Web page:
The Bancroft Library, The University of California, Berkeley
http://bancroft.berkeley.edu/

The Bancroft Library is the primary special collections library at the University of California, Berkeley. One of the largest and most heavily used libraries of manuscripts, rare books, and unique materials in the United States, Bancroft supports major research and instructional activities and plays a leading role in the development of the University's research collections. The Bancroft Library's holdings include more than 500,000 volumes, 50,000,000 manuscript items (some 35,000 linear feet), 2,800,000 photographs and other pictorial materials, 43, 000 microforms, and 23,000 maps.

The Bancroft Collection, the Library's largest resource, documents the history of North America from western plains states to the Pacific Coast and from Panama to Alaska from the late eighteenth century onward. The collection was initially assembled by Hubert Howe Bancroft, who settled in San Francisco during the gold rush era, becoming a bookstore owner and publisher. Beginning in the 1860s he gathered materials for his vast publication project of a series of histories of western North American, in the end numbering 39 volumes. Within a decade he had amassed 16,000 volumes. Purchased by The University of California, Berkeley in 1905, the collection documents, through primary and secondary resources, the economic, political, social, and cultural history of this vast region. The greatest emphasis in the collection is on California and Mexico, with the history of most other Western American states collected up to 1900, except such broad, overlapping issues as water and the environment, which are collected without regard to date. Also represented are early Pacific voyages of exploration and discovery; continental expansion west of the Mississippi, including the Louisiana Purchase, fur trade, overland journeys to the West; Hawaii and the Philippines, British Columbia and the Yukon.

Some of the topical strengths include materials relating to Spanish/ Mexican California, the California Gold Rush and the settlement that followed, urban and rural development, particularly in northern California, the environmental movement in the American West, and local, state, and national political figures. The Bancroft Collection richly documents nineteenth and early twentieth century Chinese immigration to California and the West. Included in the collection is much that reflects the social life, culture, and commerce of these immigrants as well as the varying responses of other communities and individuals to the Chinese. The primary source materials include photographs, original art, cartoons and other illustrations; letters, diaries, business records, and legal documents; as well as pamphlets, broadsides, speeches, sheet music, and other printed matter.


California Historical Society, San Francisco
http://www.californiahistoricalsociety.org/

The California Historical Society (CHS) was founded in 1871, and designated by the state legislature in 1973 as the official historical society of California. Its mission is to engage the public's interest and participation in collecting, preserving, and presenting art, artifacts, and written materials relevant to the history of California and to support historical research, publication, and educational activities. The Society's holdings include research collections of library, archival and photography materials, as well as a fine arts collection with more than 5000 works of art that document the history of California in both the 19th and 20th centuries. Plans for the library were developed after the Society reorganized in 1922, and C. Templeton Crocker (1884-1948), eager to find a permanent home for his sizable collection of Californiana, placed it on permanent loan to the Society in 1923. Now owned by CHS, the library's collections today are built upon the strengths of Crocker's collection. Housed in the North Baker Research Library at the Society's headquarters in San Francisco, the Society's research collections of primary and secondary resources include over 35,000 volumes of books and pamphlets, more than 4,000 manuscript collections, and some 500,000 photographs documenting California's social, cultural, economic, and political history and development, along with a large collection of maps, ephemera, posters, broadsides, periodicals, and newspapers relating to the history of California and the West from the early explorations to the present time.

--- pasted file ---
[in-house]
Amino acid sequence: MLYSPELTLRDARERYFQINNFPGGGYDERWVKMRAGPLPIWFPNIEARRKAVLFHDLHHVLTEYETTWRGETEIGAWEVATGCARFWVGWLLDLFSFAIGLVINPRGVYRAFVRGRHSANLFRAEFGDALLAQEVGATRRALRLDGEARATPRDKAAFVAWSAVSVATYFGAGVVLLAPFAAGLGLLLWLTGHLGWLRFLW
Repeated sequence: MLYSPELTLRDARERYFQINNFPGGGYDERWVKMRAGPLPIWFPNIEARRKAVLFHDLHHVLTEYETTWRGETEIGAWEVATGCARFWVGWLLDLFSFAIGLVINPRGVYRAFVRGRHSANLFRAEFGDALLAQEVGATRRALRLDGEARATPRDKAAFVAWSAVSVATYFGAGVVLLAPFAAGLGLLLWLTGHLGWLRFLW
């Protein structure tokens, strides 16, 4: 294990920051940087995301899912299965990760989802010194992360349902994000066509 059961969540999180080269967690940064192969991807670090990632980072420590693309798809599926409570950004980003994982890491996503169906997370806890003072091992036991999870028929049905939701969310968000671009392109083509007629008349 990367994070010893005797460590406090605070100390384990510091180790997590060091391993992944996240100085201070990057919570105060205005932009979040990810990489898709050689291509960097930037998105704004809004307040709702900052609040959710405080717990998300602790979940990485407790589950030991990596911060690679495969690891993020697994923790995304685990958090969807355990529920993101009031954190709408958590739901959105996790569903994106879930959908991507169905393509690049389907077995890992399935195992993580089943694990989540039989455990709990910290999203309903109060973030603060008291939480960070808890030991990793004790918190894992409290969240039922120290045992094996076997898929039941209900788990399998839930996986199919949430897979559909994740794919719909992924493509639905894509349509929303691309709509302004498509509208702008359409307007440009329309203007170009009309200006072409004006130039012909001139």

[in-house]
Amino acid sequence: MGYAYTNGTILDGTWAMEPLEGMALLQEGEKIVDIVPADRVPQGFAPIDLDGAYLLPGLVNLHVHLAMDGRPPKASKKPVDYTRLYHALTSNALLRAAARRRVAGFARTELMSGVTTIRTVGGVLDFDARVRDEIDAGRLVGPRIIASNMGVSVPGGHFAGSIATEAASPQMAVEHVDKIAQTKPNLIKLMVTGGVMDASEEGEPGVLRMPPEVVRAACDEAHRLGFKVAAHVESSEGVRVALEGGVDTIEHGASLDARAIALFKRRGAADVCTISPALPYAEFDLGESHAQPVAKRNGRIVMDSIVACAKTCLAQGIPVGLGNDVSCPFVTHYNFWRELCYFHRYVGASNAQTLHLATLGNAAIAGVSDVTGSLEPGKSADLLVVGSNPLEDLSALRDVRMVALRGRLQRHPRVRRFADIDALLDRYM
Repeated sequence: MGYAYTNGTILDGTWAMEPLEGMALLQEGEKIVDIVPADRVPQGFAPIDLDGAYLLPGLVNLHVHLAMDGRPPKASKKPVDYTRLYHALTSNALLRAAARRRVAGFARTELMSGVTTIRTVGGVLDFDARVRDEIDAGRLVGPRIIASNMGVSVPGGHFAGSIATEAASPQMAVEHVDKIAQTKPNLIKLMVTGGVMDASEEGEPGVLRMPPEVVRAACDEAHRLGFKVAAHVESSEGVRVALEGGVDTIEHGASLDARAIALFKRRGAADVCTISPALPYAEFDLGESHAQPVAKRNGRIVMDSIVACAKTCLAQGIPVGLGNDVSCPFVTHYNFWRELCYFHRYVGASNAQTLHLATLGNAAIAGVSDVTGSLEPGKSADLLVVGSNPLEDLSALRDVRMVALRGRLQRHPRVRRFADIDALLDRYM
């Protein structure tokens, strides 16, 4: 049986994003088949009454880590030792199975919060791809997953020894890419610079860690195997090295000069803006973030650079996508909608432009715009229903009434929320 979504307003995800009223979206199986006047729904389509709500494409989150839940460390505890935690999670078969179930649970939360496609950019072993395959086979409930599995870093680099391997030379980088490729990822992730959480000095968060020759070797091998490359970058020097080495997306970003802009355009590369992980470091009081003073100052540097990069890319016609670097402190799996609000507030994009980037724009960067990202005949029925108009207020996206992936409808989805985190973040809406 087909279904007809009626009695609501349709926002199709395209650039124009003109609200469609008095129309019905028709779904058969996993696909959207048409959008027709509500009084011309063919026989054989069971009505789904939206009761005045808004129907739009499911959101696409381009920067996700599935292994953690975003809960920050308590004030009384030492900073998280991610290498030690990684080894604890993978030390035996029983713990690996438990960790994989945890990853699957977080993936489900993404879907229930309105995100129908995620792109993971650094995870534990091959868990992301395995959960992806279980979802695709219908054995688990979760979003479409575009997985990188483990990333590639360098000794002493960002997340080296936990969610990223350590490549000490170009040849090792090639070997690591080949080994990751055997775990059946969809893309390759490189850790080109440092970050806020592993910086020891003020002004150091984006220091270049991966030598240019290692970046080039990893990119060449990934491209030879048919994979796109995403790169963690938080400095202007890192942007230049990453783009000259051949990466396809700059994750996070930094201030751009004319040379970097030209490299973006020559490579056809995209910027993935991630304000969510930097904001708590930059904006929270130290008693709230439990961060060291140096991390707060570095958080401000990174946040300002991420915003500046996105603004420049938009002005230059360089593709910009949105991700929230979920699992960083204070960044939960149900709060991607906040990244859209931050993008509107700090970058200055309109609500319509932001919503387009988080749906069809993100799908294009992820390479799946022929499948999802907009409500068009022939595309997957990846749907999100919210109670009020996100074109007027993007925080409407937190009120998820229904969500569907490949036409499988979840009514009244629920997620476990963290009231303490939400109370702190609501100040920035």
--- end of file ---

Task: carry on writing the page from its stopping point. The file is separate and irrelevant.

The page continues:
The library's collection of rare books is notable for its 17th, 18th, and 19th century volumes on early explorations of the West and the Pacific, and many early books relating to the Mission period and the Gold Rush in California. Its manuscript collections include diaries of overland travelers as well as trips to California around the Horn and over the Isthmus of Panama. Its photography collections represent unique holding of many of California's most prestigious photographers, including Carleton Watkins, Eadweard Muybridge and Arnold Genthe. Of particular note among the many images that document the social, political, and cultural evolution of California are Genthe's street scenes of the San Francisco Chinese community in the late 1800s. The Library is also home to the Kemble Collections on Western Printing and Publishing, one of the most complete collections of materials documenting printing and publishing in the western United States, consisting of more than 4,000 books, extensive pamphlet and ephemeral materials, photographs, periodicals and manuscript material. The research collections at CHS include many sources reflecting the social life, culture, and commerce of Chinese immigrants as well as the varying responses of other communities and individuals to the Chinese.